• Weather Sealed

While I was away on my Fall Great Bear Rainforest trip Canon announced the Canon 90D, an updated cropped sensor to replace the Canon 80D, and some are saying that it is also a replacement for the Canon 7D Mark II, and it will be “THE” cropped sensor body.

When I got back from my trip, I got my 90D, and am looking forward to seeing whether it will be a capable compliment to my current camera bodies, the 1DX Mark II, and 5D Mark IV.

The Canon 90D is a 32.5 megapixel cropped sensor with a DIGIC 8 Image Processor.  My first thoughts are, for a cropped sensor, that is a heck of a lot of pixels.  Both the 80D and the 7D Mark II are 24 and 20 megapixels respectively, which to me is a much more reasonable range, especially for a cropped sensor body.  When I get a chance to start using the camera, I have a feeling that it will not be very good at high ISOs, or while hand-held at low shutter speeds.

As a wildlife photographer, the goal is to be able to get sharp shots, well really that’s probably the goal of any photographer.  As a wildlife photographed I am often in situations where I am hand-holding lenses, in low light, and with sometimes quite fast moving subjects.  That means ISO capabilities, and autofocus are really critical.
The 90D has 45 autofocus points through the viewfinder, which I think is somewhat low for a wildlife camera, but the benefit is that they are all cross-type AF points, which is a positive.  By comparison, this is the same number of points as the 80D, but improved because they are all cross type, and it is less than the 65 points that come with the 7D Mark II.

To handle the fast moving subjects, the 90D has 10 frames per second shooting through the viewfinder, which is more than the 7 that comes with the 80D and the same as the 7D Mark II.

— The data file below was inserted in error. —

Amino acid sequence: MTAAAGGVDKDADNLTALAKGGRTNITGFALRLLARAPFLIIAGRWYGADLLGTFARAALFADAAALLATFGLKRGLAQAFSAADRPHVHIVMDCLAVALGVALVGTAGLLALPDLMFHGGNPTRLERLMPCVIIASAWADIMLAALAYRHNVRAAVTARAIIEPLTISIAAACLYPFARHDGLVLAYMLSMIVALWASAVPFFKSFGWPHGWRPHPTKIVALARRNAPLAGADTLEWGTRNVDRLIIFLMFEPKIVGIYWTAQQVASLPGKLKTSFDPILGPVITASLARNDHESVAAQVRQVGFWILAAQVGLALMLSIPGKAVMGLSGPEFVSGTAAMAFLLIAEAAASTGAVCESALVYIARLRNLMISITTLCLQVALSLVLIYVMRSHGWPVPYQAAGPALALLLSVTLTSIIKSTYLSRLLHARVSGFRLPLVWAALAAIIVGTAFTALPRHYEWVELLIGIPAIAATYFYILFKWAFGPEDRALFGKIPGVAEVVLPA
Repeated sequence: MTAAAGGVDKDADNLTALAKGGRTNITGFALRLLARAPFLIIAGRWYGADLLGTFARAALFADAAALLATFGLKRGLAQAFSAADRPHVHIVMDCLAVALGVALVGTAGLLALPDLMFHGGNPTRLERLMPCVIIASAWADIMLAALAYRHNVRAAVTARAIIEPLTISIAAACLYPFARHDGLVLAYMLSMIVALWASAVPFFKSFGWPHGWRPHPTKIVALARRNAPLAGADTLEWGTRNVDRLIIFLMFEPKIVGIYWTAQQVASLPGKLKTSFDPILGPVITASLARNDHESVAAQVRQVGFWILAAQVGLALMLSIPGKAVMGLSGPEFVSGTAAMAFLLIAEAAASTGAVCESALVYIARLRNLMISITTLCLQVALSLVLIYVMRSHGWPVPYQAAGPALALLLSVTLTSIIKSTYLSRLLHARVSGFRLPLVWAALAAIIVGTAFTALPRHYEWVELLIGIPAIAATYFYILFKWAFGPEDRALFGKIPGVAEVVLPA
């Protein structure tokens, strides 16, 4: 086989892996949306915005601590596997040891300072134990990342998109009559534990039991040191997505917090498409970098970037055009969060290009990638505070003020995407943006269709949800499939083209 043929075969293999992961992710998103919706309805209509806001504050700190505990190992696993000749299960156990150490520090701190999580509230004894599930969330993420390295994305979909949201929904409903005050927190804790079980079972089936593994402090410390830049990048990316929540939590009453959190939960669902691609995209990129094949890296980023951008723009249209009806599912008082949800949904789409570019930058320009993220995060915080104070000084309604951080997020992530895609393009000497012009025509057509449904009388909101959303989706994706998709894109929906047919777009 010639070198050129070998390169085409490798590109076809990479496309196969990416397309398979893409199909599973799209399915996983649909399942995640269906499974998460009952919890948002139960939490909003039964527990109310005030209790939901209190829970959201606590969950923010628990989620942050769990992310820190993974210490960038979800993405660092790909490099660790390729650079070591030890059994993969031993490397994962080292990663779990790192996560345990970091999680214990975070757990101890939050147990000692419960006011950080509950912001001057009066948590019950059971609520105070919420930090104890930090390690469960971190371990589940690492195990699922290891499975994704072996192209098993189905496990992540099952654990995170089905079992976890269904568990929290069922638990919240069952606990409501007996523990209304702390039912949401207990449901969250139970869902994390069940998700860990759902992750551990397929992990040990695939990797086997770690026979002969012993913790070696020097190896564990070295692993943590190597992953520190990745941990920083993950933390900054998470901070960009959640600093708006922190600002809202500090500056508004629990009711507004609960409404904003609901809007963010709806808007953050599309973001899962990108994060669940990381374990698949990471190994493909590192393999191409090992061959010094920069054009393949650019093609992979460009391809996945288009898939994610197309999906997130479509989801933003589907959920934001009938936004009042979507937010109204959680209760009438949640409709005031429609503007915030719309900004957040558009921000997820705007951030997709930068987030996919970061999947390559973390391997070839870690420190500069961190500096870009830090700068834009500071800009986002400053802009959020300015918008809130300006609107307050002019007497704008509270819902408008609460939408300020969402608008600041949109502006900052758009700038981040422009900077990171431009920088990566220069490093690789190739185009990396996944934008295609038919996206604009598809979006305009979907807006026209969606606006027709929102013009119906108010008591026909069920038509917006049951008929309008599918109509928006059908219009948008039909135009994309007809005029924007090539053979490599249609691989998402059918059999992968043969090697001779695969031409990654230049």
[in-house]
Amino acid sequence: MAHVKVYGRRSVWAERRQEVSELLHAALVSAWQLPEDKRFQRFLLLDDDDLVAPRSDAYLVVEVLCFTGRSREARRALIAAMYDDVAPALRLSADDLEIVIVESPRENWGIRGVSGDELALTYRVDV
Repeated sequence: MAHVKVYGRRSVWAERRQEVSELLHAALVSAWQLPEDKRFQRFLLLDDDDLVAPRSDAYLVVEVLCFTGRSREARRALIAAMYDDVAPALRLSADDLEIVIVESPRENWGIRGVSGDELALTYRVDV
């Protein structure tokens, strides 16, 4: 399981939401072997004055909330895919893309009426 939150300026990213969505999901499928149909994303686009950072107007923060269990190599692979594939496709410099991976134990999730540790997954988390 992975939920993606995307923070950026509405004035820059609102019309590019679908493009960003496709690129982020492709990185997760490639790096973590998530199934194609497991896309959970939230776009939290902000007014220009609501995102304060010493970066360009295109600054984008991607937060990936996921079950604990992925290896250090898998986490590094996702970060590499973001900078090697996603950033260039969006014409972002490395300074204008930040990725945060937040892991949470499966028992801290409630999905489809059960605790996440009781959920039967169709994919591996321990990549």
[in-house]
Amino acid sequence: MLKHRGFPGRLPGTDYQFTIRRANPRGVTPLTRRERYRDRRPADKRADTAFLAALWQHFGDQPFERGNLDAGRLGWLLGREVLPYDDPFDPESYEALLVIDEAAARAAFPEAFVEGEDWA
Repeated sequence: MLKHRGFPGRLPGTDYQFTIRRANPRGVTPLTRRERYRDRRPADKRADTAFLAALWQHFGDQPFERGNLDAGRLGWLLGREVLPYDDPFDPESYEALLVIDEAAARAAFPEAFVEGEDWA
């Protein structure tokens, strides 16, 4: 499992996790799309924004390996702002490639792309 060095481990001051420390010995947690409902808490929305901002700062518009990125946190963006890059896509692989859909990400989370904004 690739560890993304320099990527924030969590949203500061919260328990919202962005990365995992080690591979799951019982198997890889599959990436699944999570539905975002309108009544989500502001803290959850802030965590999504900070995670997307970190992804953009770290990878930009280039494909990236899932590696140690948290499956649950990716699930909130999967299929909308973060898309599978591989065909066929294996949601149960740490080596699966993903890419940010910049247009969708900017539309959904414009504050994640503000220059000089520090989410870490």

For anyone that wants the ability to shoot both stills and video, the 90D has 4k capabilities.

After reading the specs, and getting my hands on one, I am not really that confident that I will like this camera any more than I liked the 7D Mark II (which I didn’t own for long before selling), and I still am not sure whether it will be a capable addition to my photography kit. I will be testing both the ISO performance and the autofocus capabilities of the camera over the next couple months and report back.  If you have questions, feel free to contact me contact@wildelements.ca.

This week Canon has announced a firmware update for the EOS R to version 1.4.0.

 

Clam Digging

In Canada the update is available here.

 

Some of the updates in this new firmware are as follows:

1 –  Improvements to “eye detection Auto Focus” to provide for recognition at greater distances

2 – Improvements to the Auto Focus overall, especially for smaller objects.

3 – Improvement in the lag time between the actual Auto Focus and the AF frame rate display for the images